Is the American school system good?
The American school system is very good, as you’d expect from one of the wealthiest nations on Earth – but it’s far from the best.
The US ranks 13th for reading ability, 18th for science, and 37th for maths, according to the Organisation for Economic Co-operation and Development (OECD)’s latest PISA rankings.
The UK fares slightly better in the science rankings, slightly worse in the reading section, and significantly better at maths.
But this is just an average. Your child’s experience of American education will depend entirely on the state, school, and teachers they end up with.
As with every developed nation, there are plenty of fantastic schools where your kid will receive the outstanding education they deserve.
Public schools and private schools in the US
There are 98,469 public schools and 32,461 private schools in the US, according to government data – meaning there are three times more public institutions than private ones.
However, because private schools typically accept fewer pupils, only 10% of kids in the US actually attend one.
67% of students at private schools are white, while 11% are Hispanic, 9% are Black, and 6% are Asian.
In public schools, 47% are white, 27% are Hispanic, 15% are Black, and 5% are Asian.
As well as being more diverse – and free – public schools in the US also generally maintain a high standard, going against the popular national opinion that they’re poor.
The best schools in the US
The best school in the US is Thomas Jefferson High School for Science and Technology in Alexandria, Virginia.
This STEM-focused public high school of 1,800 students offers a 99% graduation rate, a top-quality education, and the best college preparation available.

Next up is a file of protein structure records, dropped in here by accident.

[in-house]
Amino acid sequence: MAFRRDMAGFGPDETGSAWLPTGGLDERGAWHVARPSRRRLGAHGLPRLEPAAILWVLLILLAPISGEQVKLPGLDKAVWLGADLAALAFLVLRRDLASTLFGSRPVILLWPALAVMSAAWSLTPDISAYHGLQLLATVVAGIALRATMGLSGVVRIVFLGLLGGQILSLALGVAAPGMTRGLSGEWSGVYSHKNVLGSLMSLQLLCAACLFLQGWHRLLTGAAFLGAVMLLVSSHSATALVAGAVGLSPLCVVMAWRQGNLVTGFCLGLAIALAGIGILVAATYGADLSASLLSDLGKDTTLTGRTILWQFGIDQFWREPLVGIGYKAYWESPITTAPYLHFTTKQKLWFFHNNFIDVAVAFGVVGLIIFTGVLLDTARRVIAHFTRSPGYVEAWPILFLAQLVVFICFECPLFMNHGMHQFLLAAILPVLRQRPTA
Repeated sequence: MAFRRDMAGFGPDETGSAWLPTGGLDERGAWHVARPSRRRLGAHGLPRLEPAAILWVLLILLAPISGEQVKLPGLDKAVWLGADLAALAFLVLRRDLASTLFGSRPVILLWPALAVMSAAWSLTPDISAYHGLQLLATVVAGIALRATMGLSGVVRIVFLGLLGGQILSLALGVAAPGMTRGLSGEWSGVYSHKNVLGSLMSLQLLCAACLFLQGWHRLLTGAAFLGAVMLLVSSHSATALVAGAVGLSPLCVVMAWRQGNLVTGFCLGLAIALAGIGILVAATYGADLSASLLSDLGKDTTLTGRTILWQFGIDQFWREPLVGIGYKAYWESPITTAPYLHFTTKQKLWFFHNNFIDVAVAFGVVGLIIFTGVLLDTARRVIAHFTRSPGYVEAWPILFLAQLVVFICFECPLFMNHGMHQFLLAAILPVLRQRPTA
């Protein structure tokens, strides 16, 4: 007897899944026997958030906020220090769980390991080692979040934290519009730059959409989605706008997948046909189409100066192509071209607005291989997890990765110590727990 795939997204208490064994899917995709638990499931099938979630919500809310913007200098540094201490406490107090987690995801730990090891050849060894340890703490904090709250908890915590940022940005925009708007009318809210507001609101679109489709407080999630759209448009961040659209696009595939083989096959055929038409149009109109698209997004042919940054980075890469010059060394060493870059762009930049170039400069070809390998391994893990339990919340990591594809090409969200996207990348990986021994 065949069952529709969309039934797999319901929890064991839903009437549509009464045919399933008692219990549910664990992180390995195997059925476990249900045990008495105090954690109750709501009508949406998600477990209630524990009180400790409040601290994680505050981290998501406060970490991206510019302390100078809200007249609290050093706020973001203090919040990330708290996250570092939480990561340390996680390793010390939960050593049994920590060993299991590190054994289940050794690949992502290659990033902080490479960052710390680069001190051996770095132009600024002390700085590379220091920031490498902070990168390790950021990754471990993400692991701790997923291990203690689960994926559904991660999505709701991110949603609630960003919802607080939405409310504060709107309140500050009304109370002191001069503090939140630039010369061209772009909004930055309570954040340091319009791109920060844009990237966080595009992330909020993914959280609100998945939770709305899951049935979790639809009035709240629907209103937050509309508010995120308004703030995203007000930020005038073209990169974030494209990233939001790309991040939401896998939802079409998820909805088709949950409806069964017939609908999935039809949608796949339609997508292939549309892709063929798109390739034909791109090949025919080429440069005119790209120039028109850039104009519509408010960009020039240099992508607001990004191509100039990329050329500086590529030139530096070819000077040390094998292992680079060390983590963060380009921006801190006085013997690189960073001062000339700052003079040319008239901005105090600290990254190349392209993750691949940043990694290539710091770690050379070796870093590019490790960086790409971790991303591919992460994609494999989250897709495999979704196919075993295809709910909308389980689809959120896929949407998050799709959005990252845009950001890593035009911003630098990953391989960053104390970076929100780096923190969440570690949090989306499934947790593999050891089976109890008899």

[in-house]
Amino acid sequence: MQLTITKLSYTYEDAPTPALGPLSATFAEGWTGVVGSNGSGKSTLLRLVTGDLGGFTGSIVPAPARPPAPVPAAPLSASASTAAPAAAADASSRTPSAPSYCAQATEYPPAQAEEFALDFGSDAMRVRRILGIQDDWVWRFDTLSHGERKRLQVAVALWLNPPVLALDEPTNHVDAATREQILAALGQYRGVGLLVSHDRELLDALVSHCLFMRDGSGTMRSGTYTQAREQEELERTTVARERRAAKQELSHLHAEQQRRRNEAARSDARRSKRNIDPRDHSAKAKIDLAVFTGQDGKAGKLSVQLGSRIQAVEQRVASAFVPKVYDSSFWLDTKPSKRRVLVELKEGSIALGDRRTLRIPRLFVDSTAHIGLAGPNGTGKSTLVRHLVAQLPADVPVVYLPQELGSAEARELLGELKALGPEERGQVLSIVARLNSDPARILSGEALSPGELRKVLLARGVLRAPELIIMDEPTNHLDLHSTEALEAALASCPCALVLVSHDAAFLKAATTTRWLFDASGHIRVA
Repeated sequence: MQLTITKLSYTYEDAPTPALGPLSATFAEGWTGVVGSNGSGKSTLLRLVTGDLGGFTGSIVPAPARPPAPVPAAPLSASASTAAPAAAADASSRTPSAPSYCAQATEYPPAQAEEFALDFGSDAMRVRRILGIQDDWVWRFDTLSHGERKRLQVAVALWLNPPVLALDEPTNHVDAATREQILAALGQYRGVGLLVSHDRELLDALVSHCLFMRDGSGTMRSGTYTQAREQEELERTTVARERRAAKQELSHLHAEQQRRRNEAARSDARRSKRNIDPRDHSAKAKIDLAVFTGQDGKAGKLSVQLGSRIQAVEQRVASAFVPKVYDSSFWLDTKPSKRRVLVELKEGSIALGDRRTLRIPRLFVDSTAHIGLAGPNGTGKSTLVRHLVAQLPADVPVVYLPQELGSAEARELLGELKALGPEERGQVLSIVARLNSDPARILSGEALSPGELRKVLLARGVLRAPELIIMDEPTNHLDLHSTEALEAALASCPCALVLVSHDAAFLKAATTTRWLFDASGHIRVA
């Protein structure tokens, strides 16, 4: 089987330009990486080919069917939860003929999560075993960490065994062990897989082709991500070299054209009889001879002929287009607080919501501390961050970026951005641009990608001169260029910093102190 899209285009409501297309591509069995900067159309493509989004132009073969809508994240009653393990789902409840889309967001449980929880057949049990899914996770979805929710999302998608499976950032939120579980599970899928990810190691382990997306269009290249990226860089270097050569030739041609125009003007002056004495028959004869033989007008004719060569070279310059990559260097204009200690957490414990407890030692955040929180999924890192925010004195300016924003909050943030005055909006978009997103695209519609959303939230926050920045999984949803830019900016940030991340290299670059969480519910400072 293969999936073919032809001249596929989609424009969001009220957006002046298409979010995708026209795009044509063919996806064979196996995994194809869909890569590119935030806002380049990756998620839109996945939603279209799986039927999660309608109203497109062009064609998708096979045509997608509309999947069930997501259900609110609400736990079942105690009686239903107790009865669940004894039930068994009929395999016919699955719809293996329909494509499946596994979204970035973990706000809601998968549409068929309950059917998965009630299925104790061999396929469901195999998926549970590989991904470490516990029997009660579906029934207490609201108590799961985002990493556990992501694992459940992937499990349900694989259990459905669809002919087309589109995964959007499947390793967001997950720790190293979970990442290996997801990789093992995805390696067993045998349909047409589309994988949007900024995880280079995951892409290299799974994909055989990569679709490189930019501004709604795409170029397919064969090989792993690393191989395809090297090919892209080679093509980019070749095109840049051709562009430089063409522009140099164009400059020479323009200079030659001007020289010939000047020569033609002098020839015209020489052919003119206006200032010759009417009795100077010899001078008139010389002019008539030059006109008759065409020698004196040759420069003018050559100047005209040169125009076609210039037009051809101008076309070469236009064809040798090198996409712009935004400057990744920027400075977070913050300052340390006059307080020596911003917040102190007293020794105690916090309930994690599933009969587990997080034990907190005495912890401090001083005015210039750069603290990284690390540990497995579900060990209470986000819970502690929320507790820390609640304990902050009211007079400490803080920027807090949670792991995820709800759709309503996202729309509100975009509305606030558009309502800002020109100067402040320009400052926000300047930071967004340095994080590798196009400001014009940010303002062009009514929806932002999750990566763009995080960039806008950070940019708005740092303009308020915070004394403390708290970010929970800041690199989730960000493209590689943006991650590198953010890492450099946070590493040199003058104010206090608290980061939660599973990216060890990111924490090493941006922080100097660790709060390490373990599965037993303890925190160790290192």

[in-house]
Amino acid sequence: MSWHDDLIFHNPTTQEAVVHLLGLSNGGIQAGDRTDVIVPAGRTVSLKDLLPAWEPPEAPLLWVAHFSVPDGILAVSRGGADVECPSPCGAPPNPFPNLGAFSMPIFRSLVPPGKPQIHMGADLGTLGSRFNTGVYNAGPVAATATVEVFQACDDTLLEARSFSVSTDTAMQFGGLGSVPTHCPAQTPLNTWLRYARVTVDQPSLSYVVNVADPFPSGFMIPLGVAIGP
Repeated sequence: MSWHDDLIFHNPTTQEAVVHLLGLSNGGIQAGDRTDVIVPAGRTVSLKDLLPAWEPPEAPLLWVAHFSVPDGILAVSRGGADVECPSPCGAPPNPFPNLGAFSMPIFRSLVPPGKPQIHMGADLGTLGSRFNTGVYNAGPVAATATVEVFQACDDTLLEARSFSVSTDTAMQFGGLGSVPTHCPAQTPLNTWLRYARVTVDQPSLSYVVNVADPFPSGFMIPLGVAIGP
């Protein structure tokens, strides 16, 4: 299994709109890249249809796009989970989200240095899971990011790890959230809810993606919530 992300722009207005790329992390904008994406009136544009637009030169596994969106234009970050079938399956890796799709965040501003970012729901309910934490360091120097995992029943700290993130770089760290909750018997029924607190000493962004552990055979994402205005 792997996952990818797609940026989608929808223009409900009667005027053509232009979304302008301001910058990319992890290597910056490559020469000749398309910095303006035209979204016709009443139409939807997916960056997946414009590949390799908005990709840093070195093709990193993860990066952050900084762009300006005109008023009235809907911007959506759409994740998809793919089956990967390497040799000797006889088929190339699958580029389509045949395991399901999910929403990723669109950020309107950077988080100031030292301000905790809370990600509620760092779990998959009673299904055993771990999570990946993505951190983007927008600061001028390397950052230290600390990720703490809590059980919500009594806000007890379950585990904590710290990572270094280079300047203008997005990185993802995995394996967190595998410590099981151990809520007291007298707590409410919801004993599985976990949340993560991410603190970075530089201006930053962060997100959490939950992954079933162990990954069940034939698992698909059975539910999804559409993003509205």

72% of students take Advanced Placement classes – which are taught at a college level – and the average SAT score of 1520 is well above the average score of 1060.
If you’re looking for a private school, The Nueva School in west California is by far your best choice.
Your kid can spend their entire school career at this school where the student-teacher ratio is just six to one, the average SAT score is 1510, and 62% of its pupils are people of colour.
Be warned though: annual fees start at $40,000 (£32,100), then rise to $53,350 (£42,800) in the fifth grade. 20% of students receive financial aid.
The best US state for education
Washington is the best US state for education.
This northwestern state is the only place in the country where more than half of the people have a bachelor’s degree or higher.
In fact, an astounding 60% get their college diploma, according to government data – well ahead of the next best state, Massachusetts, which has a 45% rate despite being home to Harvard, the Massachusetts Institute of Technology (MIT), and Boston College.
34% of Washingtonians have an advanced degree, which again is the highest proportion in the US – ahead of Massachusetts on 20% – plus 92% of Washington’s high schoolers graduate, which is an enviable record.
If you’re picking colleges in Washington, you can choose between big schools like the University of Washington, and small, interesting institutions like Whitman College, safe in the knowledge that there are plenty of world-class options.
The American school system focuses less on big, one-off exams and honing your skills in a given area, and more on general grades and knowledge.
You and your child can absolutely thrive in this system, whether they join one of the country’s many excellent public schools or go private.
Just do the research beforehand – preferably with your kid alongside you – and you’ll set them up for academic success.